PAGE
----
Those details, it was my son that really showed me, that’s important, don’t skip over that. So, in all my boarding, I really zeroed in on these key moments, knowing that ultimately to me, the theme was: who you are as an adult, is the seeds that are in you as a child. As I’m talking to both of you, I see little 6-year-old versions of you, that are still there with you!
Until animating that last moment with Kobe on the court, having little 6-year-old Kobe with adult Kobe, together moving in unison as a dance… There are some moments that are a gift, and that idea that it should be, that was just an inspired creative gift. This is right, it just feels right. Sometimes you cannot take credit for something, which is given to you.
AW: I felt the lighting in the movie had a very strong role in the movie, how did the lighting effects in Dear Basketball play its role in the storytelling?
GK: That was my son, Max. He is our production designer, was for Duet as well as on everything we’ve been doing, and we will always have a direction of the lighting. We were animating a stadium in perspective, that the camera is moving, so it is not just the stadium that is still; the stadium is turning, and you were seeing crowds of thousands of people, but you can’t draw thousands of people, so you can draw the people by way of letting it go into the dark and flashes of cameras coming on in the back, people taking pictures… That’s telling you that there are people back there, clicking their iPhones and taking pictures. We would do that also with sweat on his face, picking up where the light was hitting, which was very important, and accomplished two things: it gave you a sense of dimension to his face, but also allowed me to animate the exertion, which was creating heat in his body, because there’s sweat on his face, he’s working hard, and the only way you can draw sweat is to have little droplets running down his face, but this is animation! This is crazy! And I’m thinking, I cannot believe I am drawing Kobe’s sweat going down the side of his face! And how do you do it?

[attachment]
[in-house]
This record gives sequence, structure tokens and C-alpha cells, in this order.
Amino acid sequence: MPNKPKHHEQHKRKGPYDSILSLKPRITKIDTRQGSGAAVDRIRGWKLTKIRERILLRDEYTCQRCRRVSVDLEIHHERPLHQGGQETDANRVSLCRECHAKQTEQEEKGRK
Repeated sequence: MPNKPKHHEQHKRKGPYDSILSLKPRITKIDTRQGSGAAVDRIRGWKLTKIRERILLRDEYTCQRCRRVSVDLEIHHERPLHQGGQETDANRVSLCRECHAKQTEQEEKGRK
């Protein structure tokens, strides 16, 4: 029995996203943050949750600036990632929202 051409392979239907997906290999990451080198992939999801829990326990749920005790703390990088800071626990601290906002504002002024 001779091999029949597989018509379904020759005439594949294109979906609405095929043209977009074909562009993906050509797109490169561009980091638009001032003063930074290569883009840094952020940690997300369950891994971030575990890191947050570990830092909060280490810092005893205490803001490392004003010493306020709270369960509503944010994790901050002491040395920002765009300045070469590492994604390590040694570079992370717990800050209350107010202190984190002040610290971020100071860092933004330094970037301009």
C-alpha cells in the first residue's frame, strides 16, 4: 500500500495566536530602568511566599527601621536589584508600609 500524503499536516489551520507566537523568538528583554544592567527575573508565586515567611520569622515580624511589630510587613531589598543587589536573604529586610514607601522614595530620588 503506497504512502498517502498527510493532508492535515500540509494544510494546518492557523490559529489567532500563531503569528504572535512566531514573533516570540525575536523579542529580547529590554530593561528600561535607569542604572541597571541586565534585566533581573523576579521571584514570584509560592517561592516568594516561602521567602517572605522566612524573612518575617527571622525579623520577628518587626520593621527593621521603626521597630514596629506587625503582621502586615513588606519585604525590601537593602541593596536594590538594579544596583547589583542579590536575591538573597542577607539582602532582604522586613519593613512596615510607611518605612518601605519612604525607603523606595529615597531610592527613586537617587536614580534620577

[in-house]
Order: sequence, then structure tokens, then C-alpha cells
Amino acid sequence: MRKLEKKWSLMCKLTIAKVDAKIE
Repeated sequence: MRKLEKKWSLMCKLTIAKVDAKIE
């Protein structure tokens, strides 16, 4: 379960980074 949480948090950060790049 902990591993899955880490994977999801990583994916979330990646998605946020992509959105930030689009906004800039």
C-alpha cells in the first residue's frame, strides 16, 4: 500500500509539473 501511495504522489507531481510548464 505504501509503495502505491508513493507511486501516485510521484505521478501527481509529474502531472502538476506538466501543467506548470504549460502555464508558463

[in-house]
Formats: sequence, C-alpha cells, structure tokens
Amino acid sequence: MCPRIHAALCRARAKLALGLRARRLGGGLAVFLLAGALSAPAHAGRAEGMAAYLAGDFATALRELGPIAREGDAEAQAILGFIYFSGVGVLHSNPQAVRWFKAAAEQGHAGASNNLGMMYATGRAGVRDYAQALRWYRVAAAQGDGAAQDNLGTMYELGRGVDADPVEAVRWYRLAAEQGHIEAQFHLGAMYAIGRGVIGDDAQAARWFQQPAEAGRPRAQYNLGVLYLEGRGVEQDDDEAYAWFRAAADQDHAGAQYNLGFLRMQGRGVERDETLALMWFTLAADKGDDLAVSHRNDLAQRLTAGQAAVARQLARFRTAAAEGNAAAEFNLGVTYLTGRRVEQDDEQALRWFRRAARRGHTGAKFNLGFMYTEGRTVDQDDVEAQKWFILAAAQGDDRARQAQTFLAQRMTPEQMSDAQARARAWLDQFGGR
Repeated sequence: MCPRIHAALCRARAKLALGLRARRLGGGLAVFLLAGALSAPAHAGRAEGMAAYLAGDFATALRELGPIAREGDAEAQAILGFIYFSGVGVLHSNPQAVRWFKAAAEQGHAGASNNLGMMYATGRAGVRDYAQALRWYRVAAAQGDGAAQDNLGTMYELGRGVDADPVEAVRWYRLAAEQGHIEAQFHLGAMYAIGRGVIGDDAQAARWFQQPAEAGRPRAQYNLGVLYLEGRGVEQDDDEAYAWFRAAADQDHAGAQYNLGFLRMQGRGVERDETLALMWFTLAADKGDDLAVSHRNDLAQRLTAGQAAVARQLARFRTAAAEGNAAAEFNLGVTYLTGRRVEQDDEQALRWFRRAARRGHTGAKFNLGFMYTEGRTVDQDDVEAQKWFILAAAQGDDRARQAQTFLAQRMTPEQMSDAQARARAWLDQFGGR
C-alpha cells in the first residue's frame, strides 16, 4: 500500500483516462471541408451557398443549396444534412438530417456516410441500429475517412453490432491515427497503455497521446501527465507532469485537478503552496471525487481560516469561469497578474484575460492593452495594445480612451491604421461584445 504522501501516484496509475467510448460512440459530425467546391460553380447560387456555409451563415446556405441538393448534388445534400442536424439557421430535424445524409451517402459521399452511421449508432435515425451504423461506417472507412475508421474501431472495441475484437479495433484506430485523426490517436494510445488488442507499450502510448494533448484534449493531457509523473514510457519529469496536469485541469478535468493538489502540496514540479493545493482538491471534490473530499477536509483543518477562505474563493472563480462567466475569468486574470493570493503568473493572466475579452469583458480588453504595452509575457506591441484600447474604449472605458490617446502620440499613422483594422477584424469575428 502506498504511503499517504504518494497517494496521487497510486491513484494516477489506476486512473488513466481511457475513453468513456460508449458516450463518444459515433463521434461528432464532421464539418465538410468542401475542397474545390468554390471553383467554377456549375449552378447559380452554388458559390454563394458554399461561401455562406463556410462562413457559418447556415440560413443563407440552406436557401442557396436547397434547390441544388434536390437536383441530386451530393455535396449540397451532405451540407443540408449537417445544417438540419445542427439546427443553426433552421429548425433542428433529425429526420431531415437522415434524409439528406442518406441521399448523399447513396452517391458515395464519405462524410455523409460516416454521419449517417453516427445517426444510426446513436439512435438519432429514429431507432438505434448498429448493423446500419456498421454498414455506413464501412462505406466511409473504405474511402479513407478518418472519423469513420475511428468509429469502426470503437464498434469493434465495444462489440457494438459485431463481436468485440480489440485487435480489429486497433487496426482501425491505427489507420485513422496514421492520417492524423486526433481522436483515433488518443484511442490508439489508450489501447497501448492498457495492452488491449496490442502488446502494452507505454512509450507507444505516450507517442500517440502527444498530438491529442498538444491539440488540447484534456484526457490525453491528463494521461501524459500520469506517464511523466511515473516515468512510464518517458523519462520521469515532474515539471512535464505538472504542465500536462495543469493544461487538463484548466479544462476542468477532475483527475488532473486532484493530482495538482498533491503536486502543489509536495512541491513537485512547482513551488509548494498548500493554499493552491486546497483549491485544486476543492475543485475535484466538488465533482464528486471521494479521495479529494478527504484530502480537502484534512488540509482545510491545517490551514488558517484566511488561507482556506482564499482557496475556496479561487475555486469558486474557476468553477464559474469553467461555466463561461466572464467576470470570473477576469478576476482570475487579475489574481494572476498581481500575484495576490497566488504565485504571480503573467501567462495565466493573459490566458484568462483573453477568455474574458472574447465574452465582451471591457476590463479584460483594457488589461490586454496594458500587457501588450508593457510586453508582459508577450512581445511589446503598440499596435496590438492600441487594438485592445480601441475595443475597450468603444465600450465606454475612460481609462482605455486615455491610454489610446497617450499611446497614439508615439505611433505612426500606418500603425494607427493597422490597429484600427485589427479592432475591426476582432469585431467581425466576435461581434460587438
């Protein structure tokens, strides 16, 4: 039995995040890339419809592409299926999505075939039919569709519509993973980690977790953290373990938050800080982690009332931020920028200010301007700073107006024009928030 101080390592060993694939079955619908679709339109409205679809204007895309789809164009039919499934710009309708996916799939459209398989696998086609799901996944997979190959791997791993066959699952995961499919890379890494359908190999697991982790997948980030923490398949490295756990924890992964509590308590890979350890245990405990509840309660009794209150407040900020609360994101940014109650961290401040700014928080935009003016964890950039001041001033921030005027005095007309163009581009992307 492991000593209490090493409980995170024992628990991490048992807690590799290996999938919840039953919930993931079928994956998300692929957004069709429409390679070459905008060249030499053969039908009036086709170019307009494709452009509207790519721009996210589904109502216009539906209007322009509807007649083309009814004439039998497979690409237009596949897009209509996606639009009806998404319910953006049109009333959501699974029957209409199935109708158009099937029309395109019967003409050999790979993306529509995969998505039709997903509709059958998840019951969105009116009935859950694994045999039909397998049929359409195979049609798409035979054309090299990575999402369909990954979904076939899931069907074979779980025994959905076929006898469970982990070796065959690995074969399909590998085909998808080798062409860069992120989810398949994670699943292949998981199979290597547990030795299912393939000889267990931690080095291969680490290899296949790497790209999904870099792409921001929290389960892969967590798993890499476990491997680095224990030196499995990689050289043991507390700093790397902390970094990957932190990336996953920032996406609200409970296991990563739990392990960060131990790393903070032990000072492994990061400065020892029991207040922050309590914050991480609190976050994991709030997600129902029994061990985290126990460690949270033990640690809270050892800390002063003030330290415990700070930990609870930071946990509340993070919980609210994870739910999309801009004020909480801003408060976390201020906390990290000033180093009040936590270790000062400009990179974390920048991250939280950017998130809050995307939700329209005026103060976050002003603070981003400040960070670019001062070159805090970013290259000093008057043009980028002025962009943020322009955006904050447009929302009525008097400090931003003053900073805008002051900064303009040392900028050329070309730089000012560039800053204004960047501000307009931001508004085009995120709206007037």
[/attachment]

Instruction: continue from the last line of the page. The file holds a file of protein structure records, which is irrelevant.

I found that if I could animate with graphite, on top of the drawing, and then on my iPhone, if you click it three times, it reverses the image, and so all that black graphite goes to white and looks like glimmering sweat, and if you take your eraser and erase down the middle of a field of that white, it looks like a little rivulet of sweat is revealing the skin underneath, a little dot of sweat that is picking up the highlight. That was so, so cool, it was by far the hardest thing that I’ve ever animated in my life.
AW: How did you work with Kobe Bryant, what was it like working with him?
GK: There was one moment I had in the film where I wanted to show the love of his team and everyone coming around hugging him, I think it was where he had an eighty point game. But Kobe didn’t want that, he wanted instead to focus on his injuries, the pain. The way Kobe wrote the whole letter was this wonderful cinematic structure that it builds to this point where he’s standing there in the aggregation of the crowd, he’s at his pinnacle, but then his body can’t keep going and that’s when we show this x-ray of all of his injuries, and he’s stumbling and he just can’t do it any longer. This is a wonderful climax that drops down and builds into a bigger climax at the end, I found Kobe can be a very cinematically smart person, really aware of storytelling, the dramatics of film making, so wherever he was making comments and suggestions, they were always for heightening the dramatic tension, particularly in the end sequence, he had some wonderful suggestions that really helped.
AW: In the Keynote, you were so open to trying new forms of animation, so what do you feel is the most important thing adapting a new workflow?
GK: I wouldn’t say workflow, I would say a medium, a new medium of animation, like drawing in virtual reality; it’s a new tool. I think I’ve explained about a pencil is the ultimate simple tool, in that simplicity is the ultimate sophistication, and you become intimidated by new technology, by a medium that you don’t know understand, like up at Google, or working in virtual reality, and you think you don’t have the knowledge to do it, but you really do, because that new medium, what’s going to make it work, is going back to the foundations that you stand on, like for virtual reality it’s your child-like imagination, it’s about believing that your characters are real and if you hang on to that, you’ve got the tools to step into that world and believe in it and to actually draw in that dimension, I really had to reach into that part, not the really smart scientist, that I am not! I wish I were, the mathematician I am not and wished I were, but instead, it was me saying as a kid, ‘I want to play make believe’. I think that is really important to go back to those foundational, creative impulses you had as a kid.